Mapmaking Tools: Digital Cartography
If you want to start making maps with a tablet on your computer, create amazingly vibrant and colourful cartography, or even if your just curious and want to test it out, then this is the guide for you!
Now I should preface this article with a bit of backstory as my own experiences as a cartographer has shaped my methods of drawing over the years.
As I mentioned in my other article on pen and paper tools, I started out making maps on paper and made the transition to purely digital cartography about halfway through my professional career. (Which has only been about 4 years at this point so it’s not a huge amount of time) I would draw the line art with pens onto some nice thick paper and then scan them onto the computer and colour them digitally. However, after two years of doing this, I took on a single commission that changed my perspective entirely. This extra-large commission was drawn onto paper only partially, drawing the coastlines and mountains and rivers. But then I scanned it and started to draw some assets. The trees, locations, and details such as grass tufts and rocks could all be drawn, etc were drawn in Photoshop for the first time and I realized I could speed up the process by drawing these details as assets that I could copy and paste and use over and over.
There were other advantages as well such as being able to draw cleaner, more professional-looking lines, and my maps started to really come together style-wise. Perhaps the biggest reason quickly became apparent as well, drawing digitally means you can zoom into areas without straining your eyes and you can draw detail with increased precision. This has become something I simply cannot live without, as my maps have become increasingly detailed due to an increase in my own skills levels and the ability to do so with the zoom functions in Photoshop.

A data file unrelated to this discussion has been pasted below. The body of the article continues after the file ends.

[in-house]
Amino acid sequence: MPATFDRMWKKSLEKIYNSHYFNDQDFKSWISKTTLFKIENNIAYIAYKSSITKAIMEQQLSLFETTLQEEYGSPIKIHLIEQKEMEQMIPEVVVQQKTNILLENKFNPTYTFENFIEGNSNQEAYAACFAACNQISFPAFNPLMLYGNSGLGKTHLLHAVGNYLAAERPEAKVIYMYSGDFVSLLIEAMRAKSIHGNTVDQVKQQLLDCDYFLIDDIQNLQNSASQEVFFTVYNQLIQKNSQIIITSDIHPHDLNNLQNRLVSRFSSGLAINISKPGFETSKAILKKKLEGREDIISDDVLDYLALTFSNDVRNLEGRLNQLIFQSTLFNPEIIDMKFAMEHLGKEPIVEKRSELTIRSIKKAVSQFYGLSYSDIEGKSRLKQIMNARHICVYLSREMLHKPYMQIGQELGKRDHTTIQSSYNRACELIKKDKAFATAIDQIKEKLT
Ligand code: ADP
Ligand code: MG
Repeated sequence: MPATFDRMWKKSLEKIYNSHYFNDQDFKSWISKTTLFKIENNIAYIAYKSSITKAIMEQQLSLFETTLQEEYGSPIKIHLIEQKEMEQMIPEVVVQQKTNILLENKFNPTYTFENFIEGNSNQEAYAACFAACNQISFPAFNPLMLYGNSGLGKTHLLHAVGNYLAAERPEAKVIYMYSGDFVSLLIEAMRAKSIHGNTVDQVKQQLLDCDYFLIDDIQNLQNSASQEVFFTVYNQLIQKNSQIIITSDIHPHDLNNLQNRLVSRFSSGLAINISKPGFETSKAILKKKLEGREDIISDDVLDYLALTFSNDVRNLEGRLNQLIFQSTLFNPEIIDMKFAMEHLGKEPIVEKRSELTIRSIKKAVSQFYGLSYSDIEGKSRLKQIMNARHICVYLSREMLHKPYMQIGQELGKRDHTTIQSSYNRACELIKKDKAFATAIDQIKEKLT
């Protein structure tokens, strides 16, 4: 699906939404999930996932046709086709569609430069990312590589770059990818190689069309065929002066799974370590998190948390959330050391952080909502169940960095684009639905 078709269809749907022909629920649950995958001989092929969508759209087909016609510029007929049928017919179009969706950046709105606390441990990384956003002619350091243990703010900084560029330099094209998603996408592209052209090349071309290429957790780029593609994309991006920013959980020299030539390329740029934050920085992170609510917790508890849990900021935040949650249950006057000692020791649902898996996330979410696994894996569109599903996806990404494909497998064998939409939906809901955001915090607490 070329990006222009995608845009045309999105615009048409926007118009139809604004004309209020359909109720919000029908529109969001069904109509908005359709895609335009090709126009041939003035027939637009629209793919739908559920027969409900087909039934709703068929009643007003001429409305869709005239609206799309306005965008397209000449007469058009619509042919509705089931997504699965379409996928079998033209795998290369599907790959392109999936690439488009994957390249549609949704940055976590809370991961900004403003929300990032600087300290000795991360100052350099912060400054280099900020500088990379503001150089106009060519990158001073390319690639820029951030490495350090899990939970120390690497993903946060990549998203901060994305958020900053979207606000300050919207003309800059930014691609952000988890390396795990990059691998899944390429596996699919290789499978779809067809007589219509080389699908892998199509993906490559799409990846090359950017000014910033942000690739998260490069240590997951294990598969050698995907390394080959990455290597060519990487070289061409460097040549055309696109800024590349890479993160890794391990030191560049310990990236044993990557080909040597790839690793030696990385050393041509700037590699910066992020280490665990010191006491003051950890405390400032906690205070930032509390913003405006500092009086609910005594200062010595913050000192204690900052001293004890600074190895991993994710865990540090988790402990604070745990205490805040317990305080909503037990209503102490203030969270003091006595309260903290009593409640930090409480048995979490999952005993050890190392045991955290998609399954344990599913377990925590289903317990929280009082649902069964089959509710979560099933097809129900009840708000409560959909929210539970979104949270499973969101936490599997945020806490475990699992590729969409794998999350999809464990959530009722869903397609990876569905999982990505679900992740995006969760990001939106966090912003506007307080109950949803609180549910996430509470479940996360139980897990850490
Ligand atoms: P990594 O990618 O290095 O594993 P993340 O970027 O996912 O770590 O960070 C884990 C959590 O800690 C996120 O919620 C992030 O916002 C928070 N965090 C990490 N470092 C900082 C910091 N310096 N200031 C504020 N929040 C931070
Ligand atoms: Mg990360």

So with that all said and done, what kind of tools do you need in order to start drawing maps digitally using a computer?
Firstly and perhaps most importantly for drawing you need to get hold of a graphics tablet. I won’t talk much about eh pens that come with these tablets as the vast majority are the same but you will need one of those as well. If you have a computer, you no doubt have a mouse, and laptops have a touchpad but I simply do not think these tools will cut it for creating maps. You can not achieve precise lines and it would be a very slow process if you tried to draw with a mouse or touchpad, therefore a relatively cheap graphics tablet will do wonders. Now it’s worth mentioning that there are two main types of graphics tablets out there. The first is what I would call a drawing tablet and the second is a screen tablet and there are key differences between them.
Drawing tablets are typically the cheaper & smaller tablets, designed to sit in front of the main computer screen and while your hand moves across the surface of the tablet to draw, your eyes are looking at the result on the separate screen.
Below are a few that I would recommend.
Wacom Intuos Small: This is awesome, and the tablet I currently use. I’ve used Wacom pretty much since I started Mapmaking and not only is this tablet a wonderfully cheap option but it’s also small, easy to use, and set up. You just connect it via USB and start drawing. I would highly recommend this one to start with for these reasons and that the support for Wacom is very high.
Huion Inspiroy: Huion is a very well know company for graphics tablets and they make a very large range of products, generally they are cheaper but not quite as well supported as Wacom tablets. This one is at about the same level as the Wacom Intuos Small but the surface is larger which can sometimes be a little nicer depending on the size of your hands!